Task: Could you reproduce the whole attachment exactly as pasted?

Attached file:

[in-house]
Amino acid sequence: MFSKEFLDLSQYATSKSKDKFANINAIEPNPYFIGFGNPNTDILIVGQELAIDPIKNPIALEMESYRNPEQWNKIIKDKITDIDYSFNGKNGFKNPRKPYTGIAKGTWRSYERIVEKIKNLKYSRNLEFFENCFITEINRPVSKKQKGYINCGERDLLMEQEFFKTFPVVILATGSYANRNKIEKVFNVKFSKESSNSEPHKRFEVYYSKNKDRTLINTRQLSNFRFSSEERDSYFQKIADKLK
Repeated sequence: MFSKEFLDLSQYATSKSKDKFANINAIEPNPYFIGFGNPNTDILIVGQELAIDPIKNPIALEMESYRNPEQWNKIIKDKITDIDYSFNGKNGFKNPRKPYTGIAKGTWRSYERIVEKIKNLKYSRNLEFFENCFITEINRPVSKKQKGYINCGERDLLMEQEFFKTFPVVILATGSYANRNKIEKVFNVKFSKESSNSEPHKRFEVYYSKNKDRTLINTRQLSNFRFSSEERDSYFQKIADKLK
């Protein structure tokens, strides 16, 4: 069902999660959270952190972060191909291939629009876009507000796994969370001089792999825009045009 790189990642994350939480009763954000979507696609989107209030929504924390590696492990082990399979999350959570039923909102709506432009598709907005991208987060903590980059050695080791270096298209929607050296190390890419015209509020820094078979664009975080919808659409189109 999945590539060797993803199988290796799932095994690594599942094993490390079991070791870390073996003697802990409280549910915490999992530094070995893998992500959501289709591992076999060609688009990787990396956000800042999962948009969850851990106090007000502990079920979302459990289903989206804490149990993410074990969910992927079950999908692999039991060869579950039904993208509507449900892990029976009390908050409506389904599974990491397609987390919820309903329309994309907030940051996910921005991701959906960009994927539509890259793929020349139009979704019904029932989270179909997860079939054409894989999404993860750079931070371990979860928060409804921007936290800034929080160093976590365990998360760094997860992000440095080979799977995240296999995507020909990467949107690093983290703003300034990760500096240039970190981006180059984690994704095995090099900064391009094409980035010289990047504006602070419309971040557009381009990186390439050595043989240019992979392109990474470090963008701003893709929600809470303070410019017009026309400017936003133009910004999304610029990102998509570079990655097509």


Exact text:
[in-house]
Amino acid sequence: MFSKEFLDLSQYATSKSKDKFANINAIEPNPYFIGFGNPNTDILIVGQELAIDPIKNPIALEMESYRNPEQWNKIIKDKITDIDYSFNGKNGFKNPRKPYTGIAKGTWRSYERIVEKIKNLKYSRNLEFFENCFITEINRPVSKKQKGYINCGERDLLMEQEFFKTFPVVILATGSYANRNKIEKVFNVKFSKESSNSEPHKRFEVYYSKNKDRTLINTRQLSNFRFSSEERDSYFQKIADKLK
Repeated sequence: MFSKEFLDLSQYATSKSKDKFANINAIEPNPYFIGFGNPNTDILIVGQELAIDPIKNPIALEMESYRNPEQWNKIIKDKITDIDYSFNGKNGFKNPRKPYTGIAKGTWRSYERIVEKIKNLKYSRNLEFFENCFITEINRPVSKKQKGYINCGERDLLMEQEFFKTFPVVILATGSYANRNKIEKVFNVKFSKESSNSEPHKRFEVYYSKNKDRTLINTRQLSNFRFSSEERDSYFQKIADKLK
């Protein structure tokens, strides 16, 4: 069902999660959270952190972060191909291939629009876009507000796994969370001089792999825009045009 790189990642994350939480009763954000979507696609989107209030929504924390590696492990082990399979999350959570039923909102709506432009598709907005991208987060903590980059050695080791270096298209929607050296190390890419015209509020820094078979664009975080919808659409189109 999945590539060797993803199988290796799932095994690594599942094993490390079991070791870390073996003697802990409280549910915490999992530094070995893998992500959501289709591992076999060609688009990787990396956000800042999962948009969850851990106090007000502990079920979302459990289903989206804490149990993410074990969910992927079950999908692999039991060869579950039904993208509507449900892990029976009390908050409506389904599974990491397609987390919820309903329309994309907030940051996910921005991701959906960009994927539509890259793929020349139009979704019904029932989270179909997860079939054409894989999404993860750079931070371990979860928060409804921007936290800034929080160093976590365990998360760094997860992000440095080979799977995240296999995507020909990467949107690093983290703003300034990760500096240039970190981006180059984690994704095995090099900064391009094409980035010289990047504006602070419309971040557009381009990186390439050595043989240019992979392109990474470090963008701003893709929600809470303070410019017009026309400017936003133009910004999304610029990102998509570079990655097509």